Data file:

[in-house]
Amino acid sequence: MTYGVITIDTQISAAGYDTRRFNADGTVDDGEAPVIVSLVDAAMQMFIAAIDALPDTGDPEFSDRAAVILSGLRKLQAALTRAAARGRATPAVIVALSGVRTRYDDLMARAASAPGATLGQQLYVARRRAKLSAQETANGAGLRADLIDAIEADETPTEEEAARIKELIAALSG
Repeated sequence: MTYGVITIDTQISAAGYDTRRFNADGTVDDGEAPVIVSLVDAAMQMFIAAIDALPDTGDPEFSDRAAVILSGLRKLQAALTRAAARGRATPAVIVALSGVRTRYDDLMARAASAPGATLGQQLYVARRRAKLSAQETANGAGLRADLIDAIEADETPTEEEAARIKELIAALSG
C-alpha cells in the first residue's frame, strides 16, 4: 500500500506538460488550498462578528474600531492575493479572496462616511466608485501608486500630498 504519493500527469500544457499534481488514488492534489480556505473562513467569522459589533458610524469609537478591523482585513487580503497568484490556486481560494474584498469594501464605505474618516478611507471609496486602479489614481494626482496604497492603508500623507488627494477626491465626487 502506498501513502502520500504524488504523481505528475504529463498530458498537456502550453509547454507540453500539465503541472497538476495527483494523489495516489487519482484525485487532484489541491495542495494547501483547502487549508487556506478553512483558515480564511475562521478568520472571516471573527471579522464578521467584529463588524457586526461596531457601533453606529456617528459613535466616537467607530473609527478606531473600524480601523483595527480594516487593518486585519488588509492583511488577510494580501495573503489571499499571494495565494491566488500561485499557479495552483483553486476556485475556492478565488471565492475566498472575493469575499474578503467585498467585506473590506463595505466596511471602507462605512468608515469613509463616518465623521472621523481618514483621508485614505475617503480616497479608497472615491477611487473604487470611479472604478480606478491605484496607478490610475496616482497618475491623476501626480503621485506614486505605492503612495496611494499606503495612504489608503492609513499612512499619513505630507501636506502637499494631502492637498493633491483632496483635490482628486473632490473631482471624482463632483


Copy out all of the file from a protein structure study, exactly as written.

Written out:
[in-house]
Amino acid sequence: MTYGVITIDTQISAAGYDTRRFNADGTVDDGEAPVIVSLVDAAMQMFIAAIDALPDTGDPEFSDRAAVILSGLRKLQAALTRAAARGRATPAVIVALSGVRTRYDDLMARAASAPGATLGQQLYVARRRAKLSAQETANGAGLRADLIDAIEADETPTEEEAARIKELIAALSG
Repeated sequence: MTYGVITIDTQISAAGYDTRRFNADGTVDDGEAPVIVSLVDAAMQMFIAAIDALPDTGDPEFSDRAAVILSGLRKLQAALTRAAARGRATPAVIVALSGVRTRYDDLMARAASAPGATLGQQLYVARRRAKLSAQETANGAGLRADLIDAIEADETPTEEEAARIKELIAALSG
C-alpha cells in the first residue's frame, strides 16, 4: 500500500506538460488550498462578528474600531492575493479572496462616511466608485501608486500630498 504519493500527469500544457499534481488514488492534489480556505473562513467569522459589533458610524469609537478591523482585513487580503497568484490556486481560494474584498469594501464605505474618516478611507471609496486602479489614481494626482496604497492603508500623507488627494477626491465626487 502506498501513502502520500504524488504523481505528475504529463498530458498537456502550453509547454507540453500539465503541472497538476495527483494523489495516489487519482484525485487532484489541491495542495494547501483547502487549508487556506478553512483558515480564511475562521478568520472571516471573527471579522464578521467584529463588524457586526461596531457601533453606529456617528459613535466616537467607530473609527478606531473600524480601523483595527480594516487593518486585519488588509492583511488577510494580501495573503489571499499571494495565494491566488500561485499557479495552483483553486476556485475556492478565488471565492475566498472575493469575499474578503467585498467585506473590506463595505466596511471602507462605512468608515469613509463616518465623521472621523481618514483621508485614505475617503480616497479608497472615491477611487473604487470611479472604478480606478491605484496607478490610475496616482497618475491623476501626480503621485506614486505605492503612495496611494499606503495612504489608503492609513499612512499619513505630507501636506502637499494631502492637498493633491483632496483635490482628486473632490473631482471624482463632483